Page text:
These pictures were taken during one of my favourite parts of my birding trip to Lord Howe Island. As a group, we had walked along a picture perfect beach and visited a breeding colony of Black Noddys. After ten or 15 minutes all of the rest of the group left to go and watch some Sooty Terns. That left me and the Noddys all to ourselves.
If wildlife photography needs one thing (apart from a bit of luck), it's stillness. I set the camera on a tripod and just stood and waited. After a while the birds starting feeding their chicks. Small faces would appear from under the sitting adult, and small silver fish would be hacked up by the adult in response to the demands on the young. In a few cases, a strand of clear but slimy stuff would linger between the adult and the chick. Connected indeed.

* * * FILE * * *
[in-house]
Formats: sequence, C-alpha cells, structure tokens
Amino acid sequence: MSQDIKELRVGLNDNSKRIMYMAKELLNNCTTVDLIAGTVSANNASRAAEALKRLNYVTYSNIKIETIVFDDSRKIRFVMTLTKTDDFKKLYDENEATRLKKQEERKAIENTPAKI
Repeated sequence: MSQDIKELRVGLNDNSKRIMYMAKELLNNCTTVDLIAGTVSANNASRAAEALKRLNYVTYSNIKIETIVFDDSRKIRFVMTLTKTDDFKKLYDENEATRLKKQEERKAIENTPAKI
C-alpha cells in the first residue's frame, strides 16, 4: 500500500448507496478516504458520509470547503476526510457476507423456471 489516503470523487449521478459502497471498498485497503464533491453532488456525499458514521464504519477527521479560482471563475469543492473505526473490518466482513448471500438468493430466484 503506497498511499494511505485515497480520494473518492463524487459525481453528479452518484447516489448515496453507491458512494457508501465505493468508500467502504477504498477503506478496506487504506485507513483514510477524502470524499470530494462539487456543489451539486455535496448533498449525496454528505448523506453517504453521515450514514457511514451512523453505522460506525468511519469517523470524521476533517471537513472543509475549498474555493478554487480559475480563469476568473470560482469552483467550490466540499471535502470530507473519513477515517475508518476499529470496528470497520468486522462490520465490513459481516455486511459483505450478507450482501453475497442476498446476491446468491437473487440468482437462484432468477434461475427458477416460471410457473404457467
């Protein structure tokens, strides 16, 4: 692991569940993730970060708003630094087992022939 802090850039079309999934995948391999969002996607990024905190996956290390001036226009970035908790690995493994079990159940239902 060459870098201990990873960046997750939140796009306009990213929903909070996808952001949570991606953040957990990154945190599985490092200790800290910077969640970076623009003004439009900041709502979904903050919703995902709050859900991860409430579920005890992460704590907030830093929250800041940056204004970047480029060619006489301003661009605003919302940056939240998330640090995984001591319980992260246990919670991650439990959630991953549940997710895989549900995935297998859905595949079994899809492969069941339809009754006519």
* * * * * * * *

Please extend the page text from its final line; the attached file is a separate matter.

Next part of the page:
The formal name of this bird - Anous minutus - refers to the fact that it smaller than the Brown (or Common) Noddy. One of the other differences between this species and the Brown Noddy is that this species actually builds a nest, where as Brown Noddys just (at best) place a few bits and pieces on a bush and lay eggs there.
I'm up to my ears in work and other such stuff so I may be a little slow in responding over the next couple of weeks. But I will get there in the end!
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